GISELLE

Ballet phantastique in zwei Akten – 1841 / 1974

Choreography Peter Wright, Jean Coralli, Jules Perrot, Marius Petipa. Music Adolphe Adam.

Giselle is considered one of the most important romantic ballets: a seemingly idyllic rural village life by day and, in parallel, an eerie world of ghosts that belongs to the dark side of the romantic era are the motifs that characterise the stage action. Peter Wright choreographed the production for the Munich company in 1974, following the tradition of the classical step material by Marius Petipa, Jean Coralli and Jules Perrot. Peter Wright was not interested in reconstructing the original from 1841, but adapted the staging and choreography to the technique of today's dancers. The result is a Giselle that, on the one hand, is completely committed to the spirit of Romanticism and, on the other, puts the acting skills and virtuosity of classical ballet in the foreground.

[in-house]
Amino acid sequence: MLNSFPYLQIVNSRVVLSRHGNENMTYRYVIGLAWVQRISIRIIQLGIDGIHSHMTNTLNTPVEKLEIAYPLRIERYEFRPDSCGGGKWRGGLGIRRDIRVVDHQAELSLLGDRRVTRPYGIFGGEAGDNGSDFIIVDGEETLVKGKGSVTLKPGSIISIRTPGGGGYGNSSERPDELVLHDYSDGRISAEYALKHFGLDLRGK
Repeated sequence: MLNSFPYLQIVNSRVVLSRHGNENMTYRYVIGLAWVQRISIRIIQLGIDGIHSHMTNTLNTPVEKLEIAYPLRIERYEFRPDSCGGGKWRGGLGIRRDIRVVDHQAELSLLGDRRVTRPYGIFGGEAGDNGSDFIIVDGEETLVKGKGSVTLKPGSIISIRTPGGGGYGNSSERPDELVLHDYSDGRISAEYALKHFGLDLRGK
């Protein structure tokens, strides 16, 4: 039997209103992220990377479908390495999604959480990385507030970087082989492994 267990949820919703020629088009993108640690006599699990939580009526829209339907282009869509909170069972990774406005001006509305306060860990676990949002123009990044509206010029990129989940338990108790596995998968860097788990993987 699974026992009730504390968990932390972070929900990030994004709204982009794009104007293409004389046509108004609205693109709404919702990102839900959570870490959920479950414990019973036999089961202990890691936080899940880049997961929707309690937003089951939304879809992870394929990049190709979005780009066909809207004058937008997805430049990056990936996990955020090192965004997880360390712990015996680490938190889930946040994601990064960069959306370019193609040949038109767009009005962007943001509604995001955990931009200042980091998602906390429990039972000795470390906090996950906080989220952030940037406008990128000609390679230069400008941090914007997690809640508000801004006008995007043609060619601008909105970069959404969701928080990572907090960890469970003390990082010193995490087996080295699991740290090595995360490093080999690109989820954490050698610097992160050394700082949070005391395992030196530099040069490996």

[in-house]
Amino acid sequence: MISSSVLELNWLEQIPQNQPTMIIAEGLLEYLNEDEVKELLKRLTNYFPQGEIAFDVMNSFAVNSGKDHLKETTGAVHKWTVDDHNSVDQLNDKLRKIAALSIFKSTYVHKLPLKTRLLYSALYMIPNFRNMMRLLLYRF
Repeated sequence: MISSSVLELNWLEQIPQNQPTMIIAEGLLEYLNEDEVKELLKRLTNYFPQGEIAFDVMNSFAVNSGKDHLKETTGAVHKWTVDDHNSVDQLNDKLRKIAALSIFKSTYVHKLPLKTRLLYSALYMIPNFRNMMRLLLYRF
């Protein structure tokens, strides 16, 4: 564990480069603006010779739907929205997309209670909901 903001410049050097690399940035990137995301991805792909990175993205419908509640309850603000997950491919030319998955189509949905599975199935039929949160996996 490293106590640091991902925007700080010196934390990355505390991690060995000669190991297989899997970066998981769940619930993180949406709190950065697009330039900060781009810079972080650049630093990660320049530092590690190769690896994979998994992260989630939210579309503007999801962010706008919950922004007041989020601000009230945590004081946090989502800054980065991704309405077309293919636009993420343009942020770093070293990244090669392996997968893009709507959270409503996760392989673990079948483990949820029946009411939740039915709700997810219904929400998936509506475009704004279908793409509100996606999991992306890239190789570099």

Giselle is a young girl who first falls in love, then falls into madness and finally turns into a "Wili". The plot of the ballet goes back to a text by Heinrich Heine, who recounts the legend of these nocturnal elemental spirits as follows: "The Willis are brides who have died before the wedding. The poor young creatures cannot lie quietly in their graves, in their dead hearts, in their dead feet there still remained that desire to dance which they could not satisfy in life, and at midnight they rise, gather, and woe to the young man who meets them! He must dance with them, they embrace him with unbridled frenzy, and he dances with them, without rest or repose, until he falls down dead."

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